We want our children to grow up in a happy world. We want them to see and appreciate the good in people. We want them to grow up to be good people themselves. Sadly, we are unable to control the outside world. During our own childhoods and lifetimes we would have experienced sad events, whether they were in the news, or closer to our home, our families and our hearts. So how do we explain sad events like bereavement to our children? Continue reading

Dealing with FOMO – the fear of missing out

The fear of missing out. FOMO contains a big word: fear. None of us want to fear anything do we? It can affect us from childhood, in our teens and in our grown up years. Even my girls have a bit of FOMO. Why end the day and have to go to bed? Last night I heard “I want to come in your room Mummy” a hundred times as Big Munch must have known I was planning my outfits for the week. Coming back to the grown up world, with people more on social media we can see what others are doing, where they’re hanging out and what they’ve been invited to. Here’s some tips on how to deal with FOMO – the fear of missing out.   Continue reading

Forty ways to look after yourself

At the London Lucky Things Meet Up in January, the theme was looking after yourself. Not only did we hear tips from one of the UK’s leading mindfulness experts Dr.Tamara Russell, we also heard each other’s ideas for taking care of ourselves. I encouraged the attendees to think of a nurture wish they would like to pursue during the following month. I didn’t suggest something for the whole year as sometimes you just need to try things out. It had to be something that would be good for them as individuals. So what better way to kick off my 40th year with a list of 40 ways to look after yourself. These are just 40 of the nurture wishes people shared with me at the Lucky Things Meet Up. Enjoy this list and hope it also offers a bit of self-care inspiration…

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Why failure can be a good thing

Failure. It’s not a word a lot us like to hear is it? It’s viewed as the opposite of success. But is it always a negative thing? As a word, it gets a raw deal. It makes us feel bad, when we can try and take away the good bits out of it. The word failure can even scare people. It can stop people from trying things out that might go well. What will people think of us if we fail? How are we going to move on after a bit of failure? In some situations, I think there are lots of things we can learn from failure. It can actually help us out. So here’s seven things that are good about failure.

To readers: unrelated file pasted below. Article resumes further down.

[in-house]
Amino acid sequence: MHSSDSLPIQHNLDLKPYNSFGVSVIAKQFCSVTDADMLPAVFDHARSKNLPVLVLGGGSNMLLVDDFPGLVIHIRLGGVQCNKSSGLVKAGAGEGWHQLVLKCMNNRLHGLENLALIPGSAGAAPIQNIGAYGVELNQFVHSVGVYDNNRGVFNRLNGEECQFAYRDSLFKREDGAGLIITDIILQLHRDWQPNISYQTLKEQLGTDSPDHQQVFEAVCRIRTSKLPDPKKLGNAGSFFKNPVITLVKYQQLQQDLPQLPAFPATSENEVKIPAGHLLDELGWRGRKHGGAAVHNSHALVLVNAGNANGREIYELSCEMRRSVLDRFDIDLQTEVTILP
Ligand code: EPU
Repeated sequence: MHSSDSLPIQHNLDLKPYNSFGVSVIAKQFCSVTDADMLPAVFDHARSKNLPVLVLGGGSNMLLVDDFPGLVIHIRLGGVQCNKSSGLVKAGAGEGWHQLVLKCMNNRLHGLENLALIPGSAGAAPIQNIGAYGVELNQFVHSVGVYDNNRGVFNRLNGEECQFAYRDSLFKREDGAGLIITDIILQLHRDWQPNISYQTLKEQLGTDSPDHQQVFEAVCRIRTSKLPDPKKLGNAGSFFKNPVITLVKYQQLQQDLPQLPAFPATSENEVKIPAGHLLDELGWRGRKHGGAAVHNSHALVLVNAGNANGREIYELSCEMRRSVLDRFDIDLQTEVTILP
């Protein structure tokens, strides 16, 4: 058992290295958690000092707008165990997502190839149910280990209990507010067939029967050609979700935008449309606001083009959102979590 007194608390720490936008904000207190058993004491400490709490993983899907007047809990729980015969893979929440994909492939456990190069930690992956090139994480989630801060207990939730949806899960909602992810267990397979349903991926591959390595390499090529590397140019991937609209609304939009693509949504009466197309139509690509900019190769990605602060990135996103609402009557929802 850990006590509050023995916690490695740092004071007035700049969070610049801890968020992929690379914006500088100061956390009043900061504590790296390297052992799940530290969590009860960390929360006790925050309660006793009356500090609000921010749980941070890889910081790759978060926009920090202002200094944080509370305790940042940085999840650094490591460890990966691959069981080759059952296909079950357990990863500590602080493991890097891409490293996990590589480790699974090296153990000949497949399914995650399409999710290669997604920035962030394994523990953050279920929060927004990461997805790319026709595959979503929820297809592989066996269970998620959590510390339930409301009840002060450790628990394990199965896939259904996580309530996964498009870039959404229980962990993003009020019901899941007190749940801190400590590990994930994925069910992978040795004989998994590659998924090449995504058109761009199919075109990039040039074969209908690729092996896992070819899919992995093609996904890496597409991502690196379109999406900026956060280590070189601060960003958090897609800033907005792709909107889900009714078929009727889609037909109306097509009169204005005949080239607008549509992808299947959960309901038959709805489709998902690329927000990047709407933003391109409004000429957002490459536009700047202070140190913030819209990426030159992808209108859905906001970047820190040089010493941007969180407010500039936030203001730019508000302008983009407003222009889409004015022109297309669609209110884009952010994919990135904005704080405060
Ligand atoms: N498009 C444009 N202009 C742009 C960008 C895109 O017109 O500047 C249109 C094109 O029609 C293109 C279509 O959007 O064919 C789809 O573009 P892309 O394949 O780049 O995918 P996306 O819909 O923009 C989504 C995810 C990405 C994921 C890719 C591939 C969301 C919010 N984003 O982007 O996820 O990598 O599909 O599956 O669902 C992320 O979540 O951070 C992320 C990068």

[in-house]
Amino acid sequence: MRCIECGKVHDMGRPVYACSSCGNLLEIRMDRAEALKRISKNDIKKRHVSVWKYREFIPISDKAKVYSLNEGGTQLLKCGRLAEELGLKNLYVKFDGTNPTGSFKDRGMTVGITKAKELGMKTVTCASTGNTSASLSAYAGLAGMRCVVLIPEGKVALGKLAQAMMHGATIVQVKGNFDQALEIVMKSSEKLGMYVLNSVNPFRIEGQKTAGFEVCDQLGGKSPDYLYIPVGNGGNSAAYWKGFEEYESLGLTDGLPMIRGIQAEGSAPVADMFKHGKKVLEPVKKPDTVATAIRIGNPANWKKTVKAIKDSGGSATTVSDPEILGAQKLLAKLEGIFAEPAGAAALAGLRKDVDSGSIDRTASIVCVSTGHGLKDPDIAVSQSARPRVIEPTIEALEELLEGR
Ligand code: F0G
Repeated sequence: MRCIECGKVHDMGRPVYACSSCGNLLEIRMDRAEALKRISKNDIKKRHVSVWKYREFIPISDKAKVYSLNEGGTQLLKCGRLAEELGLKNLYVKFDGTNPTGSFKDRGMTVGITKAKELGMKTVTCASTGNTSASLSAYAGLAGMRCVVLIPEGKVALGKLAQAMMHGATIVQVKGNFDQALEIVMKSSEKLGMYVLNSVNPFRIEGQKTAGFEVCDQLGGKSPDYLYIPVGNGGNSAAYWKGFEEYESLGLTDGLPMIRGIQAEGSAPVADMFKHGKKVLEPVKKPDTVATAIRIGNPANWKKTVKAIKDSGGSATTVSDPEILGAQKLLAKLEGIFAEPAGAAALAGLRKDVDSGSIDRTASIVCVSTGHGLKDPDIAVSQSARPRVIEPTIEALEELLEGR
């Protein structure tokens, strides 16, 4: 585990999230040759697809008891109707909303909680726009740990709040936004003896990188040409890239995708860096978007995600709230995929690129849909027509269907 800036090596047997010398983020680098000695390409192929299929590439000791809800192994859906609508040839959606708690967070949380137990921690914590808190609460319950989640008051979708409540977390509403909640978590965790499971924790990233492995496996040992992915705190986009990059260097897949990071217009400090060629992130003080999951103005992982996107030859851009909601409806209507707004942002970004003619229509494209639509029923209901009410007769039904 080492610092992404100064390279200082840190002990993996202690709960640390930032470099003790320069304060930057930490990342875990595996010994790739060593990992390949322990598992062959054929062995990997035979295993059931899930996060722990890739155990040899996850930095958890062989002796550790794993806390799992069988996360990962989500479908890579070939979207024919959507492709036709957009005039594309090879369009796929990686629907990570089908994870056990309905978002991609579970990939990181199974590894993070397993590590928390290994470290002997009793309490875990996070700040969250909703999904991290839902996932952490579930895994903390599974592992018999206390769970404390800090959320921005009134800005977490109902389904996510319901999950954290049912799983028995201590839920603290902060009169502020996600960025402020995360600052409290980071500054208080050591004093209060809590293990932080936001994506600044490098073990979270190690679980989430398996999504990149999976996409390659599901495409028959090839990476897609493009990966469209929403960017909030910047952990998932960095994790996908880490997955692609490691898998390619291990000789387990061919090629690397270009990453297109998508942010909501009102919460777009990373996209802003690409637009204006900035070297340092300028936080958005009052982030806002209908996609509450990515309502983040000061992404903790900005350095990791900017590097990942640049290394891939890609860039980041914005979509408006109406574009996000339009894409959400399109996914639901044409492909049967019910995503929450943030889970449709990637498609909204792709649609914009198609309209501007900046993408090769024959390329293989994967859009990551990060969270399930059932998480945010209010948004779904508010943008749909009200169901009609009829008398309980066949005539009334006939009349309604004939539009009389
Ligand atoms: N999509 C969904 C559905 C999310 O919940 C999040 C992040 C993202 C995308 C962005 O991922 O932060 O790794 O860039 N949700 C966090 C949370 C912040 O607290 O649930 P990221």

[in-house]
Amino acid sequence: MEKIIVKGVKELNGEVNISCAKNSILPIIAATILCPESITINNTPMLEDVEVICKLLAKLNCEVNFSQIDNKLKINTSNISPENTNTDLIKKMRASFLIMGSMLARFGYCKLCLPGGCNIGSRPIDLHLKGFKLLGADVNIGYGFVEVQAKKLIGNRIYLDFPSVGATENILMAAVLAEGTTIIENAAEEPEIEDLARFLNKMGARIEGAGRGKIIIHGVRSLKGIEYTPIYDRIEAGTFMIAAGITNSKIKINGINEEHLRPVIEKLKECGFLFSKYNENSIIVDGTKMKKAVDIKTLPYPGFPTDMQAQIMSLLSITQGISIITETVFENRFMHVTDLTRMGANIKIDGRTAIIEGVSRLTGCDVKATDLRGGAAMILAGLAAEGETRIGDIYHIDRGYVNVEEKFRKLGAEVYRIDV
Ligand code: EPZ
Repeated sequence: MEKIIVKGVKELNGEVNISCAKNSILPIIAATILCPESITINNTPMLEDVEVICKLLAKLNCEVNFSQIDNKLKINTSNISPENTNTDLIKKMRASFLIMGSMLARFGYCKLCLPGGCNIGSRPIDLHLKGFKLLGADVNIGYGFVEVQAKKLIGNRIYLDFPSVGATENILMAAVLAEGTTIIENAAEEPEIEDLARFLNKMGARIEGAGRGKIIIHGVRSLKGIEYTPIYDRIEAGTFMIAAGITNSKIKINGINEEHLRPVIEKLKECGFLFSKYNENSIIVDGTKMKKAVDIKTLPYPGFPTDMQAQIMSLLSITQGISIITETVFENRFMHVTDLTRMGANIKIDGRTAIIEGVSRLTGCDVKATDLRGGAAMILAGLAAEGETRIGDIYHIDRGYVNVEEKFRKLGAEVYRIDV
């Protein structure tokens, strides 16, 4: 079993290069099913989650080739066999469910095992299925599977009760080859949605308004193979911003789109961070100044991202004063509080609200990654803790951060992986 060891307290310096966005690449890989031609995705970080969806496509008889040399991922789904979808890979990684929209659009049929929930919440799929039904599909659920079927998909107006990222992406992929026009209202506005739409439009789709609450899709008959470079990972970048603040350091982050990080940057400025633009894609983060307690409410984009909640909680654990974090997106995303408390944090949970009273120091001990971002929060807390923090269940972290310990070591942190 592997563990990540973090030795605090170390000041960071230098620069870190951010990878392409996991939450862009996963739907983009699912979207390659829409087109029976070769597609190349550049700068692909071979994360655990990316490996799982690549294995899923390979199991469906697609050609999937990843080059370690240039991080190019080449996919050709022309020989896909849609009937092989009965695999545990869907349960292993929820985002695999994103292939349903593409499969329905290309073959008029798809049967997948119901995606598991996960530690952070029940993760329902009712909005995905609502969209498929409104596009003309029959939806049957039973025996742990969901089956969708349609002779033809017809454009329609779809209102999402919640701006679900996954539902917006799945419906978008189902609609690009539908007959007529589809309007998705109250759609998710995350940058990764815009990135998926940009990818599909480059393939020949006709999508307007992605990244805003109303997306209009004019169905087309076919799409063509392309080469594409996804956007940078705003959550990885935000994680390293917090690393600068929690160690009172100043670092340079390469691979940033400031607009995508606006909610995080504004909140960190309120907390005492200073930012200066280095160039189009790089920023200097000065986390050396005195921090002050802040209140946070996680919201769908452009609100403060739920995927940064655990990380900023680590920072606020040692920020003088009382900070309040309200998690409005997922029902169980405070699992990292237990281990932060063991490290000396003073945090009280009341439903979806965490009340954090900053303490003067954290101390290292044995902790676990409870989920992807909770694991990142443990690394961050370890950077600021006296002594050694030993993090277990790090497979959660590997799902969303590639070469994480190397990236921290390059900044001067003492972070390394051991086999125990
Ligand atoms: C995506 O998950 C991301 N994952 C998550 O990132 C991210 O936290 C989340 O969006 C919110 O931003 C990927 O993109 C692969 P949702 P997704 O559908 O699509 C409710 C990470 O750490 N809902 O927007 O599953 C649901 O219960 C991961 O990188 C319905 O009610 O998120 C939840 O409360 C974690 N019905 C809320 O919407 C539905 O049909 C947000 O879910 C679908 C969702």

1. It’s going to happen whether we like it or not…We are not super-beings. Yes we’re masters at juggling all kinds of things and winging it through life. But we can’t do everything. So accept that failure is going to crop up here and there.
  2. It teaches us something we didn’t know before…When something doesn’t go to plan, it’s always a chance to learn something. Failure teaches us about ourselves but also about things that are beyond our control.img_5914
  3. We know for next time!..Ever experienced a failure and then afterwards saying to yourself “That won’t happen again!”? Sometimes it shows us what we’re not comfortable doing. It also hows us what we can try differently next time. So don’t let failure put you off trying out things again. Failure can happen for a number of reasons, some might not affect things next time.
  4. It’s part of the journey…Whatever we’re trying to do or work on, dealing with a bit of failure on the way is part of moving closer to success.
  5. It doesn’t mean we are complete failures as human beings…Just because something goes wrong it doesn’t mean we are failures or incapable. It also doesn’t mean that things won’t go right next time.
  6. It happens to everyone…It really does. Anyone you admire – bet they’ve experienced some kind of failure. At some point everyone has failed in their life. Not everything can be plain sailing. Some people are better at hiding at managing their failures than others. Some people are more comfortable about experiencing failures. Some don’t realise they’ve failed and keep going anyway. Failure doesn’t discriminate so it can affect all of us at any point.